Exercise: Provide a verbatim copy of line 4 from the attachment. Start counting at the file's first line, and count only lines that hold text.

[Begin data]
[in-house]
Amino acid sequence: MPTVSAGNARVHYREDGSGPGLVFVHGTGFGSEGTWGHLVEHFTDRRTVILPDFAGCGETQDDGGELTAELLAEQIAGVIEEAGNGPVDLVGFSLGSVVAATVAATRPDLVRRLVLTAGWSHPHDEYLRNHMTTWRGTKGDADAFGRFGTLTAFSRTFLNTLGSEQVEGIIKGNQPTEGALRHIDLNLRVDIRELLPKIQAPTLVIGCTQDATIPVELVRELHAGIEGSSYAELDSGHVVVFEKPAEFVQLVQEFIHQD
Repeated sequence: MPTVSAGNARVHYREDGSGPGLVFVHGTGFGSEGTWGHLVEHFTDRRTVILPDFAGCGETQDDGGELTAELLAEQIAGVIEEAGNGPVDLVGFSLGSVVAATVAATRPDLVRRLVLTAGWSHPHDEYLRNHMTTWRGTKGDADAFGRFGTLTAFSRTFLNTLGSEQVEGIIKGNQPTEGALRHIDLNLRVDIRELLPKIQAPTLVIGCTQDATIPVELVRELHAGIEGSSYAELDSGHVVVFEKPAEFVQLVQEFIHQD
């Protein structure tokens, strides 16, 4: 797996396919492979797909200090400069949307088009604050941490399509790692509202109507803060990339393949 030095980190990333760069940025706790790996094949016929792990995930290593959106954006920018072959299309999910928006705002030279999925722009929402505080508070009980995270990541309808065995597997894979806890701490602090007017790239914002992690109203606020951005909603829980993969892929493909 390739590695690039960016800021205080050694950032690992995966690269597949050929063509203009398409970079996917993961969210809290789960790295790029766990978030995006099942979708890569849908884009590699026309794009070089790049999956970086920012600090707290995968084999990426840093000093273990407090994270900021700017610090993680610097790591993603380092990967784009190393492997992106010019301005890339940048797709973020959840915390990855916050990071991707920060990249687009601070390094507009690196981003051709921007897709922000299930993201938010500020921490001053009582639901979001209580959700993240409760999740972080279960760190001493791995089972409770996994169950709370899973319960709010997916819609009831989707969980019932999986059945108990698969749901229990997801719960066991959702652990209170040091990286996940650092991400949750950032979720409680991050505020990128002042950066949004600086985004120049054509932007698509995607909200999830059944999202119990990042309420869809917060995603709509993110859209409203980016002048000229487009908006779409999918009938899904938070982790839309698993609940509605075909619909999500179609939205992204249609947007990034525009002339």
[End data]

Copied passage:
């Protein structure tokens, strides 16, 4: 797996396919492979797909200090400069949307088009604050941490399509790692509202109507803060990339393949 030095980190990333760069940025706790790996094949016929792990995930290593959106954006920018072959299309999910928006705002030279999925722009929402505080508070009980995270990541309808065995597997894979806890701490602090007017790239914002992690109203606020951005909603829980993969892929493909 390739590695690039960016800021205080050694950032690992995966690269597949050929063509203009398409970079996917993961969210809290789960790295790029766990978030995006099942979708890569849908884009590699026309794009070089790049999956970086920012600090707290995968084999990426840093000093273990407090994270900021700017610090993680610097790591993603380092990967784009190393492997992106010019301005890339940048797709973020959840915390990855916050990071991707920060990249687009601070390094507009690196981003051709921007897709922000299930993201938010500020921490001053009582639901979001209580959700993240409760999740972080279960760190001493791995089972409770996994169950709370899973319960709010997916819609009831989707969980019932999986059945108990698969749901229990997801719960066991959702652990209170040091990286996940650092991400949750950032979720409680991050505020990128002042950066949004600086985004120049054509932007698509995607909200999830059944999202119990990042309420869809917060995603709509993110859209409203980016002048000229487009908006779409999918009938899904938070982790839309698993609940509605075909619909999500179609939205992204249609947007990034525009002339």